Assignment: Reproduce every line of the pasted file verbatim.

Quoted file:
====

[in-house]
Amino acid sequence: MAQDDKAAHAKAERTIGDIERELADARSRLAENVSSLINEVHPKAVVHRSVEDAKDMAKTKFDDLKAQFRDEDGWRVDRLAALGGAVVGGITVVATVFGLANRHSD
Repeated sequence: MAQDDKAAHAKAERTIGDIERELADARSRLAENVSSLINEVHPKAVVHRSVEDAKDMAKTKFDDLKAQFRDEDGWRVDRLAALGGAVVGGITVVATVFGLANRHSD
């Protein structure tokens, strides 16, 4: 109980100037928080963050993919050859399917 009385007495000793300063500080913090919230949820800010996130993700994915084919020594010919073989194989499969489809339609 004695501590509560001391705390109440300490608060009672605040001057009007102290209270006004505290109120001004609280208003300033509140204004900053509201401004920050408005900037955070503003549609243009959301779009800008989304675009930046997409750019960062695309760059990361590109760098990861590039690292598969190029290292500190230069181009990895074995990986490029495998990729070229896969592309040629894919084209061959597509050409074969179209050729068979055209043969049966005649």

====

[in-house]
Amino acid sequence: MAQDDKAAHAKAERTIGDIERELADARSRLAENVSSLINEVHPKAVVHRSVEDAKDMAKTKFDDLKAQFRDEDGWRVDRLAALGGAVVGGITVVATVFGLANRHSD
Repeated sequence: MAQDDKAAHAKAERTIGDIERELADARSRLAENVSSLINEVHPKAVVHRSVEDAKDMAKTKFDDLKAQFRDEDGWRVDRLAALGGAVVGGITVVATVFGLANRHSD
């Protein structure tokens, strides 16, 4: 109980100037928080963050993919050859399917 009385007495000793300063500080913090919230949820800010996130993700994915084919020594010919073989194989499969489809339609 004695501590509560001391705390109440300490608060009672605040001057009007102290209270006004505290109120001004609280208003300033509140204004900053509201401004920050408005900037955070503003549609243009959301779009800008989304675009930046997409750019960062695309760059990361590109760098990861590039690292598969190029290292500190230069181009990895074995990986490029495998990729070229896969592309040629894919084209061959597509050409074969179209050729068979055209043969049966005649």